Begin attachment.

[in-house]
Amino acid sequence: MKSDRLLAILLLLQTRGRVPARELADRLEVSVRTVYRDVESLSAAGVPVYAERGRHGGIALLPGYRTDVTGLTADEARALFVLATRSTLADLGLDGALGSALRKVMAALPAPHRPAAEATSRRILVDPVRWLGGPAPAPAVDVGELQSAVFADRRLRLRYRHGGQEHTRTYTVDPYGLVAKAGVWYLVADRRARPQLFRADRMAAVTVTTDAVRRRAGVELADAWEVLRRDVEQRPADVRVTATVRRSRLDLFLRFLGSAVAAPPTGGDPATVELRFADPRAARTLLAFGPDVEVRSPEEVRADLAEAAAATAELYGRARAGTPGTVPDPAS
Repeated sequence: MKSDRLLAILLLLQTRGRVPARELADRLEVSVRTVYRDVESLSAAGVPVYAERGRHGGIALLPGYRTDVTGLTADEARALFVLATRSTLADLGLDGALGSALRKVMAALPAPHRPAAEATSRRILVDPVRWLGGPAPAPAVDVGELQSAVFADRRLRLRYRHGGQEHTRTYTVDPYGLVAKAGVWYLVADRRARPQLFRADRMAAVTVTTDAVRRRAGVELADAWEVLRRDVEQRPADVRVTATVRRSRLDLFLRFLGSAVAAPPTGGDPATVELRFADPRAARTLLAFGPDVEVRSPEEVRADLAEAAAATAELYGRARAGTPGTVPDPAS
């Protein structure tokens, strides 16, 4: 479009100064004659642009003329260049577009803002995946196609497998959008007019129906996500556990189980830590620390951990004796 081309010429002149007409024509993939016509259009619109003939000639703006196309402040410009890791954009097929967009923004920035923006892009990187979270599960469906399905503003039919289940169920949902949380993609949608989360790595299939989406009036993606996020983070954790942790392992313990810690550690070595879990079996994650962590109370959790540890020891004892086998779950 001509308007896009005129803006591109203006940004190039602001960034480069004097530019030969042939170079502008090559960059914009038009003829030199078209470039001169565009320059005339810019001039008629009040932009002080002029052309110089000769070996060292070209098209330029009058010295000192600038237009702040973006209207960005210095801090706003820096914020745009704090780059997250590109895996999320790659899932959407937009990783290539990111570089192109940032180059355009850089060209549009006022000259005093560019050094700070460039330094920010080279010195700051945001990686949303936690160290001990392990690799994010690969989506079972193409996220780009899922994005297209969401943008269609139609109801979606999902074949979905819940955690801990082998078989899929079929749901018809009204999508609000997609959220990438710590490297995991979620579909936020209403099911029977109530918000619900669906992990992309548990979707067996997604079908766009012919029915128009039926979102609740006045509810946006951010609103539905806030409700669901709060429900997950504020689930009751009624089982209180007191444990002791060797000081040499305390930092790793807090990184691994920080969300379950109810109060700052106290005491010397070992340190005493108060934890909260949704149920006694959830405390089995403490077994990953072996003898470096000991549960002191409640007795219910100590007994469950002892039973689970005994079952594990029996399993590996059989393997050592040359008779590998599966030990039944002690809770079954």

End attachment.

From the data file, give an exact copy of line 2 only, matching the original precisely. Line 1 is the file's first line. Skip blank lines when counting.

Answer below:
Amino acid sequence: MKSDRLLAILLLLQTRGRVPARELADRLEVSVRTVYRDVESLSAAGVPVYAERGRHGGIALLPGYRTDVTGLTADEARALFVLATRSTLADLGLDGALGSALRKVMAALPAPHRPAAEATSRRILVDPVRWLGGPAPAPAVDVGELQSAVFADRRLRLRYRHGGQEHTRTYTVDPYGLVAKAGVWYLVADRRARPQLFRADRMAAVTVTTDAVRRRAGVELADAWEVLRRDVEQRPADVRVTATVRRSRLDLFLRFLGSAVAAPPTGGDPATVELRFADPRAARTLLAFGPDVEVRSPEEVRADLAEAAAATAELYGRARAGTPGTVPDPAS